In a few weeks’ time I fly to Stirling in Scotland to participate in crime fiction festival Bloody Scotland. I’ll be on a panel with authors Tony Black and J.G. Sinclair discussing the locations of our most recent thrillers, and how we use location to enhance mood and heighten danger. The Book Trail did a Q & A interview with me on this very topic and I’d love to share it with you here. If for any reason the link doesn’t work, it is transcribed below:
Why is location important?
You hear estate agents go on about ‘location, location, location.’ But the location of a novel is just as important. The right location can add a whole new level of interest for the reader. It can even become a character in the book, as Antarctica does in my previous thriller, Thirst. In Thirst I want the reader to feel a connection to the great white continent because it is the central character’s love of Antarctica that makes him its champion, and he will almost die trying to protect it.
Location is also a way to enhance the mood of a scene. A dark and dank abandoned warehouse can be menacing, whereas, the clear blue skies and sunshine after a raging blizzard, can suggest hope. I think one of the best examples to demonstrate the link between mood and location is in Joseph Conrad’s classic, Heart of Darkness. The jungle is a brooding presence that becomes increasingly threatening the closer Marlow gets to finding Kurtz. The jungle is almost a living, breathing character.
I choose the locations for my thrillers carefully. They need to be the best place to tell each story. As I write fast-moving thrillers, full of danger and menace, I can use location to enhance the threat, as I do in the opening chapter of Devour, in which Kevin Knox is left to die in an Antarctic ‘white out’, an extreme blizzard. If I’m writing an action scene, I like to locate it somewhere that makes it more threatening for my hero. For Olivia Wolfe in Devour, it’s a remote Antarctic camp, and an attack on her life when she’s alone in a tent at night.
Why did you pick the location you did?
I follow Antarctic scientific developments and expedition news, and came across the Lake Ellsworth expedition in 2012, led by Professor Martin Siegert of the UK’s Grantham Institute. I was fascinated by the idea that inside sub-glacial lakes, buried for centuries beneath thick ice, life could exist that has never before had contact with humans. A question immediately sprang to mind: what if bringing this microbial like to the surface was a very bad idea. This became the premise of Devour.
Your books are based on real events. Can you tell us more?
The premise of Devour was inspired by a real Antarctic expedition in 2012, in which a small team of scientists attempted to drill down through three kilometres of ice to reach sub-glacial Lake Ellsworth, which had been buried for centuries. Sadly, they didn’t succeed. But in Devour, they do succeed in bringing ancient microbial life to the surface. Little do they know the catastrophe they are about to unleash.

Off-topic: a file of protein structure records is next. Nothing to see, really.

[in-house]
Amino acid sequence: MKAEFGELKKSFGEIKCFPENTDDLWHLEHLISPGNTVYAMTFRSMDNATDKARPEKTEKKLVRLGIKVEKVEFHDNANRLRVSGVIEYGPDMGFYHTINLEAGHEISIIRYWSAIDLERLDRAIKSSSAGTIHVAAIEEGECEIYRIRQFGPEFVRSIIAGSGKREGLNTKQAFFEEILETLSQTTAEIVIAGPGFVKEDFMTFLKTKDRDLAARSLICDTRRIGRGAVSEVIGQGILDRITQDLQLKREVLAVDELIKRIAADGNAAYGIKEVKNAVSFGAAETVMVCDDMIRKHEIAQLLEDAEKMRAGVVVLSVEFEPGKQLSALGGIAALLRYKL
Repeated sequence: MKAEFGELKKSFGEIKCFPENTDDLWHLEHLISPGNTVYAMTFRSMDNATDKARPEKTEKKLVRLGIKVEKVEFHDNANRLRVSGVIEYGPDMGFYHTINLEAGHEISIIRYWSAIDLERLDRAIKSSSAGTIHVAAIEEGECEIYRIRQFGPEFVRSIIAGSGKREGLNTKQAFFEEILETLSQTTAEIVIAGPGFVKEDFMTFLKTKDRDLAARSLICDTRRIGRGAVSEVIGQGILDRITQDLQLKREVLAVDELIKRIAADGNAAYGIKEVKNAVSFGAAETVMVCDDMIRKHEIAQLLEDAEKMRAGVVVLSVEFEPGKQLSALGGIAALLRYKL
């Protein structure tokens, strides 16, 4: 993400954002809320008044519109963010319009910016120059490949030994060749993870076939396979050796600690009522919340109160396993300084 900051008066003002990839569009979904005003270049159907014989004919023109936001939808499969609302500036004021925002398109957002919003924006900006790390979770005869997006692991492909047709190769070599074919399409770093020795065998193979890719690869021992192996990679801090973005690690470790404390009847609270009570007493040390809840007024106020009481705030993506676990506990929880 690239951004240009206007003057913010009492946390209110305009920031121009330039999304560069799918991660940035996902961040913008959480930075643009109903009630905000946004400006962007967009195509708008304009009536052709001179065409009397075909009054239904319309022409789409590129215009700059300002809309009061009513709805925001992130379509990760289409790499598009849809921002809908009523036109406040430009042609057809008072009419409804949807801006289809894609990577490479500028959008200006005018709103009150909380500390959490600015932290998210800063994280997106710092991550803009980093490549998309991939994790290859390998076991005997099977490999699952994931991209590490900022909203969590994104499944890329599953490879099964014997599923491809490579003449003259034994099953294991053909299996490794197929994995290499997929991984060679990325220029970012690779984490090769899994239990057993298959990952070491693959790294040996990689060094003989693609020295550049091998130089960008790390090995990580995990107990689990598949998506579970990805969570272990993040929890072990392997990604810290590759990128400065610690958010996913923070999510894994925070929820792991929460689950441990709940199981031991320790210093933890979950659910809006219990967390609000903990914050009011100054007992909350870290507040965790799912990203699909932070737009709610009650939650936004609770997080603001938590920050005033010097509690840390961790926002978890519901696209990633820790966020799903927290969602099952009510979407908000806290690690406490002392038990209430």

How on earth did you do the research you did?
I have spent time in Antarctica and this experience enabled me to write about this alien and savage place with a confidence I don’t think I would have had if I hadn’t been there. Antarctica is unlike any place I have ever been. I had not experienced such extreme cold before. It was only by going there that I could convey not just what it looks like, but also what is feels like, smells like, tastes like, and sounds like. I was lucky enough to get on a Russian, former scientific exploration ice breaker, heading for Antarctica. I also spent time at British Antarctica Survey in Cambridge and the Australian Antarctic Division in Tasmania, Australia, talking to their explorers and scientists, and learning Polar survival techniques.
Any tips for people in Scotland on how to deal with the cold (not on a level with what you’re used to!)
Antarctica is the last great untouched wilderness, a continent the size of Europe, and the location of the coldest temperature ever recorded, which is −89.2 °C (−128.6 °F). However, if you travel to Antarctica in the summer, you will experience temperatures from −40 °C to a toasty 0 °C. I imagine Scotland knows temperatures like these. To avoid frost bite, keep your face, hands and feet covered as best you can, wear layers of clothing, and always ensure your ship, camp, or station knows exactly where you are at any given time. Blizzards can materialise very quickly and you may need rescuing!
Living in Australia, then England, books set in Antarctica….that is quite a scale in temperature! Where next? anywhere hot?
Prey is the next book in the Olivia Wolfe Thriller Series, and this one is set in warmer climes – South Africa.
You’re an adventurer at heart. What does adventure mean to you?
Everything! That’s why I tend to write action- adventure thrillers. Adventure means exploring our beautiful planet, testing myself, and expanding my mind. Without an adventure to look forward to I would go stir crazy.
Favourite cultural thing from each of the three countries
Australia: Favourite phrase: No worries! Favourite cultural thing: drinking wine outside the Sydney Opera House on a sunny day, watching the boats on the harbour.
England/Scotland: Favourite food: Fish and chips and mushy peas, and English/Scottish beer. Australians complain the beer from the tap is warm. I like it that way! Favourite phrase or word: Bastard! It sounds more biting when you say it with an English (or indeed Scottish) accent.
Antarctica: Favourite phrase: white out. It says everything in two words. Favourite cultural thing: meeting penguins and letting them pack my boots!